We always knew that the body preparation on this restoration project was going to require a more specialised, talented approach. And that is exactly what we have got with Auckland based panel beaters, Rowan Glass and Nick Saunderson.
The Body Preparation Challenges
The Diamond T cab and Heil tank both required major structural repairs at Creative Metal Works, where rusted areas were removed and replaced with repair sections. Simon Tippins used a porta power in many areas to push out damage and any affected areas were recovered by shrinking and hammering the steel.
In the early days prior to all the extensive repairs being carried out.
The primed tank immediately following repairs at Creative Metal Works.
Once the repairs were completed, the next step in the process was to create an absolutely perfect surface area over the entire tank in preparation for painting.
Rowan Glass is both a panel beater and an automotive painter by trade. Specialising in restoration work, he is fully conversant with all the complexities and challenges of the preparation involved when a body has undergone such extensive repair work.
When Steve delivered the tank to Rowan, the first thing that Rowan did was to literally go over every square inch of the body to familiarise himself with the task ahead.
He knew that the unique shape of the tank was going to be a challenge in itself, with the directional changes quickly transitioning from a loose to a tight radius in different areas.
After considering the best solution to effectively sand the distinctive curves of the tank, Rowan took a simplistic approach and made up a number of custom made blocks out of ACM (Aluminium Composite Material). He cut the ACM into strips and used different thicknesses to achieve more flexibility when sanding.
The tank in position for the body preparation to begin. There is not a lot of clearance between the highest point of the tank and the roof trusses!
Using lead to achieve a paint ready surface is a rare and near extinct craft these days.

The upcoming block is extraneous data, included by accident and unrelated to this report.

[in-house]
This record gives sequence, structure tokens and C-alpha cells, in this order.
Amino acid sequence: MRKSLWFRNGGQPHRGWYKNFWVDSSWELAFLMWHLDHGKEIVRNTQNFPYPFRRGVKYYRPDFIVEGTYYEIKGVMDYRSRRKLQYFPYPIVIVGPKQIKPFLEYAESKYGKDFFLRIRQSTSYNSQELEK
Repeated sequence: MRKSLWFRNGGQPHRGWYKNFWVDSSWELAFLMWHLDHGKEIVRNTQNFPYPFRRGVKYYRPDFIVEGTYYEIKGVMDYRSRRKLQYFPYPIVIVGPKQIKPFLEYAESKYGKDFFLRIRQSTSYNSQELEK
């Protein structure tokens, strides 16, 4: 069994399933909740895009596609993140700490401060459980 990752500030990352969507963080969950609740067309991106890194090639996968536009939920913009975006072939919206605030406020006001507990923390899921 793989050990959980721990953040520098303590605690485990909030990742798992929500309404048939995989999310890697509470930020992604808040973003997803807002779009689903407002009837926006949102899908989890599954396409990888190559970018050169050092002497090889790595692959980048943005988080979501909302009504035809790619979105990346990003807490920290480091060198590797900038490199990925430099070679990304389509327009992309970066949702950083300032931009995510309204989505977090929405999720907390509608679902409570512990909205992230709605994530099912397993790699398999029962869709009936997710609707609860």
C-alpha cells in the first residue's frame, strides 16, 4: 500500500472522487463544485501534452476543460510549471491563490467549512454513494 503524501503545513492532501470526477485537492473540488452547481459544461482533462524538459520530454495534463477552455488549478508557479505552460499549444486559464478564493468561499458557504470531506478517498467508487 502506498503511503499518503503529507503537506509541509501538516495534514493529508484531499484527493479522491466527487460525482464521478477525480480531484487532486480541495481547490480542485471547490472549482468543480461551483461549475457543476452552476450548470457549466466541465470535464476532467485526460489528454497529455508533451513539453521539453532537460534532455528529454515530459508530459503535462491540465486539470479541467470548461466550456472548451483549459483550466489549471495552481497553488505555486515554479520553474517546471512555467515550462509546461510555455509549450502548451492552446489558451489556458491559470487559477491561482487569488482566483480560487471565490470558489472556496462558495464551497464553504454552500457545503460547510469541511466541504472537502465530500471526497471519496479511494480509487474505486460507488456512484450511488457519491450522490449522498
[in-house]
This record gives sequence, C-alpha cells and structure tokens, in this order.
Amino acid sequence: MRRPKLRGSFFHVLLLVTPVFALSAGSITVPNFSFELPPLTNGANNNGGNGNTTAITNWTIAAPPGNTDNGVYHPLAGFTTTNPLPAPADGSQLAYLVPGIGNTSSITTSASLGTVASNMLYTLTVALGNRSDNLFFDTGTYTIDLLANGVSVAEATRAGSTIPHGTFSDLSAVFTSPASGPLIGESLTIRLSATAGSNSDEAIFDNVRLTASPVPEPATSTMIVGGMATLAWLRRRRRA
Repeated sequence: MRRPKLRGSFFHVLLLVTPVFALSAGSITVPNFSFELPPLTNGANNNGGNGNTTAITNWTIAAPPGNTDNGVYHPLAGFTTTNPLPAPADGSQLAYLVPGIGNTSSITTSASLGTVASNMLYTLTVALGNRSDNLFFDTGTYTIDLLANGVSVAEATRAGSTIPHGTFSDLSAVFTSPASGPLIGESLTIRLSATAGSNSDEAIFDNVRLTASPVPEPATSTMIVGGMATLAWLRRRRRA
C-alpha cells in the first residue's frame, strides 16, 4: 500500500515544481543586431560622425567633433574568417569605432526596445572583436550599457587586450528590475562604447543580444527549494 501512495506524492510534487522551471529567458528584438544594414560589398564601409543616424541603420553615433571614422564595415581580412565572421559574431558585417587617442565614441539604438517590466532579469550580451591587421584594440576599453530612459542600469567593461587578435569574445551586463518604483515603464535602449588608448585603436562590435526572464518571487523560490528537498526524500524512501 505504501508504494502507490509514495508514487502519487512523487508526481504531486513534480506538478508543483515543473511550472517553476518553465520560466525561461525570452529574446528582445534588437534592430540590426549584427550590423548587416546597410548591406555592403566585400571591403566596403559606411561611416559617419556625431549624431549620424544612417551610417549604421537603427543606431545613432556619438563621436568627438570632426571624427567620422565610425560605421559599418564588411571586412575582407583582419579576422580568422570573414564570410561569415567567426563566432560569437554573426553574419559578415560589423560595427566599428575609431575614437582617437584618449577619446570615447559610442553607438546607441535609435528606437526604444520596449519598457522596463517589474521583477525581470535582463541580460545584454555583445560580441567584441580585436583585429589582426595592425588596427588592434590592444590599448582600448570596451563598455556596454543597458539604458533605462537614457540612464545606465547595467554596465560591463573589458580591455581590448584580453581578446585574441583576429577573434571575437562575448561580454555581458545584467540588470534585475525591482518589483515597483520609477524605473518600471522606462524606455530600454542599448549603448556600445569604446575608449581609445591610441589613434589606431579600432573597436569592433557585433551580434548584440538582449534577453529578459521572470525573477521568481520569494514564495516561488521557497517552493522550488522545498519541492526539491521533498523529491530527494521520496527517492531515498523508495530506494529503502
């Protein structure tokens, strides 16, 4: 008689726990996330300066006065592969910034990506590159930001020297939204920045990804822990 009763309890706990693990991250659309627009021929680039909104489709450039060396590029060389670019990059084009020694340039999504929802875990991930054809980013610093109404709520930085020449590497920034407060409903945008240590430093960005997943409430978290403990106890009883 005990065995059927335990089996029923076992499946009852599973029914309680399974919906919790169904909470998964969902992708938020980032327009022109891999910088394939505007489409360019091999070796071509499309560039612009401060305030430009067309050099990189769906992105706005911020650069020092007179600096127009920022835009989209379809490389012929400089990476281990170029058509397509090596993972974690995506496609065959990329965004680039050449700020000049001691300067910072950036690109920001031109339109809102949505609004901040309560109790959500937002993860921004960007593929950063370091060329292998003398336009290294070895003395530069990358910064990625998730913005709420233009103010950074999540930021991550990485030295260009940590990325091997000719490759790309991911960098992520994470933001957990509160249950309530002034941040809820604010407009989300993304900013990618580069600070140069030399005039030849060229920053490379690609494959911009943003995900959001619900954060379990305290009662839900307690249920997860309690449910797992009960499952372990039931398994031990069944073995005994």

Eighty years ago, molten lead was applied to the Heil tank and then shaped and wiped by hand using asbestos gloves. In 2020, the process is rarely undertaken here in New Zealand and probably only a handful of people would be skilled at applying this material. So we had a strong desire to leave and showcase the historic build process of lead wiping / lead filling.
But as much as we love the idea of preserving the history of this technique, the fact remains that rust and corrosion can still occur under the lead filler. This has resulted in a balancing act throughout the body work of retaining as much of the original filler as possible but removing any lead that will lead to future deterioration.
While the tank was at Creative Metal Works, Simon Tippins melted out and removed any obvious areas that were blistering or showing signs of degradation.
Rowan has continued the same approach by inspecting all the remaining lead wiped / lead filled areas in minute detail to identify any further underlying issues.
The overall end result is that much of the original lead application has been preserved, and any repairs and preventative measures that were taken will ensure that the tanker survives well into the next century.
Rowan identified high spots in some of the lead wiped areas so he and Nick filed down the lead to lower these spots where necessary. The thickness of the lead in places saw up to 5mm having to be removed.
Many of the rivets around the protruding overhang of the tank had come loose so these were removed and welded to stabilise this area.